Once the cosseted pursuit of a small number of deep-pocket connoisseurs, timepieces have emerged in the wake of the global recession — along with contemporary art — as a popular new alternative asset class, and prices have been soaring.
At auction, Patek Philippe and Rolex remain hot items. Last year Christie’s marked its fifth consecutive year of record-breaking sales. In 2012, Gordon Bethune, the former chief of Continental Airlines, sold 50 of his vintage Pateks, Rolexes, and Vacheron Constantins at Christie’s for $5.67 million — double the low-end estimate for the sale. And in May, a Patek ref. 2499, encased in 18-karat gold, sold for $524,930 at Antiquorum, almost double its high-end estimate.
Like a Picasso or a Pollock, select timepieces have appreciated handsomely over time. A rare vintage Rolex with a cloisonné enamel dial that 10 years ago would have sold for $30,000 to $40,000 can now fetch anywhere from $500,000 to $1 million. In May a Rolex Oyster Perpetual with such a dial hammered down at Christie’s in Geneva for $1.23 million.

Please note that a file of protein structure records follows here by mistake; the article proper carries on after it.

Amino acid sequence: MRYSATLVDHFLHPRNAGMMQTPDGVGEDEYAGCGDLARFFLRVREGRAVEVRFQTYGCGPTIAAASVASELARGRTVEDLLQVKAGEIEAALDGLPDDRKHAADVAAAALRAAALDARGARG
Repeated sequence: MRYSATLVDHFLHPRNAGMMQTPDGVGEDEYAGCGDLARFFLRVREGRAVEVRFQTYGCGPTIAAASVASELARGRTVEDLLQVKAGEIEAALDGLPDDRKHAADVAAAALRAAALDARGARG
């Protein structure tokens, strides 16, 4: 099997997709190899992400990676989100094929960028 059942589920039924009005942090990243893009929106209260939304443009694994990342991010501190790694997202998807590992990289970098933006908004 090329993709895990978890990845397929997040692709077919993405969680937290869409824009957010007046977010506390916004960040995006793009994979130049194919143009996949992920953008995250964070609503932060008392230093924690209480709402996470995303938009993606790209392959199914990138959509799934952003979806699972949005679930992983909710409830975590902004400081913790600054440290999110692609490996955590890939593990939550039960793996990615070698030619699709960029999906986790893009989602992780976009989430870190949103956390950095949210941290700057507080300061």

One Patek collector, the CEO of a multinational construction company, maintains a collection of vintage pieces from the 1920s and 1930s worth $20 million. He points to a timepiece he purchased in 2004 for $140,000 that’s worth $600,000 today. “It’s grown that much in 10 years,” he says. And he notes an added benefit: Wristwatches are international portable currency. “I can literally transport an asset worth millions of dollars on my wrist,” he says. “This is an asset to be passed on to the next generation, but it flies under the radar. It’s not like stocks or real estate or most interest assets that are highly tracked.”
Not yet, anyway.
This story is from the June 16, 2014 issue of Fortune.